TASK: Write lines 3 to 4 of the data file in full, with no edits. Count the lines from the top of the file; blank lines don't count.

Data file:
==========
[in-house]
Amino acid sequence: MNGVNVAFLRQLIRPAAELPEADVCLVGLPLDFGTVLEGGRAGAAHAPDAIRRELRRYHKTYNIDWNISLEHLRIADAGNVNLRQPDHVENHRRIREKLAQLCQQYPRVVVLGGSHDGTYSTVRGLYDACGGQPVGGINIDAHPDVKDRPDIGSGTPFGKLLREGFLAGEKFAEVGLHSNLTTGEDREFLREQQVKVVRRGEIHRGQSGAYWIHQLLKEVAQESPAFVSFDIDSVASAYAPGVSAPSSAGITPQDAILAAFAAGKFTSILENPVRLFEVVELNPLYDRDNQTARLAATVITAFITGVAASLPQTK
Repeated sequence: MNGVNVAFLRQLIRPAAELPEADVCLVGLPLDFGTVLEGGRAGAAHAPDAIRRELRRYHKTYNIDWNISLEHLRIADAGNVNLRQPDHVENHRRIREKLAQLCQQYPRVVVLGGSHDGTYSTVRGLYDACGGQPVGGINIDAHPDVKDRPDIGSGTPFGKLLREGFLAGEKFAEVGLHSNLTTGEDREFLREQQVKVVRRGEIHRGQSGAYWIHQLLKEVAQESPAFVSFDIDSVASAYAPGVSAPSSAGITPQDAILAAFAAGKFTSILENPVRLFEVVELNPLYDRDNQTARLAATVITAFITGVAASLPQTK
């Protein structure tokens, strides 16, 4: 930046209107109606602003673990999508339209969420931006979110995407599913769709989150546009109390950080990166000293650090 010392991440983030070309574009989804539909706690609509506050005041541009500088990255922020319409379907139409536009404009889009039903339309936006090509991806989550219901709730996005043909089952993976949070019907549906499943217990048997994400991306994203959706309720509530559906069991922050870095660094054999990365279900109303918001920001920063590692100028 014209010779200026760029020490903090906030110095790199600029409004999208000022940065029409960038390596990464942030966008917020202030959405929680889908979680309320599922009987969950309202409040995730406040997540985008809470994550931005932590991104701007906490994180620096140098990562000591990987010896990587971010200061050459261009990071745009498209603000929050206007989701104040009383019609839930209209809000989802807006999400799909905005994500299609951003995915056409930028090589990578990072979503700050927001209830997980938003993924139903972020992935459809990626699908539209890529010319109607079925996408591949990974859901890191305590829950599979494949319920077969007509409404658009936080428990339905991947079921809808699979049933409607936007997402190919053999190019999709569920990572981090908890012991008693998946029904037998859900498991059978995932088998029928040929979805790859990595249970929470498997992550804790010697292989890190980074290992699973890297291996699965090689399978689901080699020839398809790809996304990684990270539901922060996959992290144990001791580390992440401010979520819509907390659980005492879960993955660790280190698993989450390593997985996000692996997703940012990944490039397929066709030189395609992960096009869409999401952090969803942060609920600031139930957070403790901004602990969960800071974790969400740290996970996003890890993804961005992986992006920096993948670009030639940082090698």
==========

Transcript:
Repeated sequence: MNGVNVAFLRQLIRPAAELPEADVCLVGLPLDFGTVLEGGRAGAAHAPDAIRRELRRYHKTYNIDWNISLEHLRIADAGNVNLRQPDHVENHRRIREKLAQLCQQYPRVVVLGGSHDGTYSTVRGLYDACGGQPVGGINIDAHPDVKDRPDIGSGTPFGKLLREGFLAGEKFAEVGLHSNLTTGEDREFLREQQVKVVRRGEIHRGQSGAYWIHQLLKEVAQESPAFVSFDIDSVASAYAPGVSAPSSAGITPQDAILAAFAAGKFTSILENPVRLFEVVELNPLYDRDNQTARLAATVITAFITGVAASLPQTK
């Protein structure tokens, strides 16, 4: 930046209107109606602003673990999508339209969420931006979110995407599913769709989150546009109390950080990166000293650090 010392991440983030070309574009989804539909706690609509506050005041541009500088990255922020319409379907139409536009404009889009039903339309936006090509991806989550219901709730996005043909089952993976949070019907549906499943217990048997994400991306994203959706309720509530559906069991922050870095660094054999990365279900109303918001920001920063590692100028 014209010779200026760029020490903090906030110095790199600029409004999208000022940065029409960038390596990464942030966008917020202030959405929680889908979680309320599922009987969950309202409040995730406040997540985008809470994550931005932590991104701007906490994180620096140098990562000591990987010896990587971010200061050459261009990071745009498209603000929050206007989701104040009383019609839930209209809000989802807006999400799909905005994500299609951003995915056409930028090589990578990072979503700050927001209830997980938003993924139903972020992935459809990626699908539209890529010319109607079925996408591949990974859901890191305590829950599979494949319920077969007509409404658009936080428990339905991947079921809808699979049933409607936007997402190919053999190019999709569920990572981090908890012991008693998946029904037998859900498991059978995932088998029928040929979805790859990595249970929470498997992550804790010697292989890190980074290992699973890297291996699965090689399978689901080699020839398809790809996304990684990270539901922060996959992290144990001791580390992440401010979520819509907390659980005492879960993955660790280190698993989450390593997985996000692996997703940012990944490039397929066709030189395609992960096009869409999401952090969803942060609920600031139930957070403790901004602990969960800071974790969400740290996970996003890890993804961005992986992006920096993948670009030639940082090698």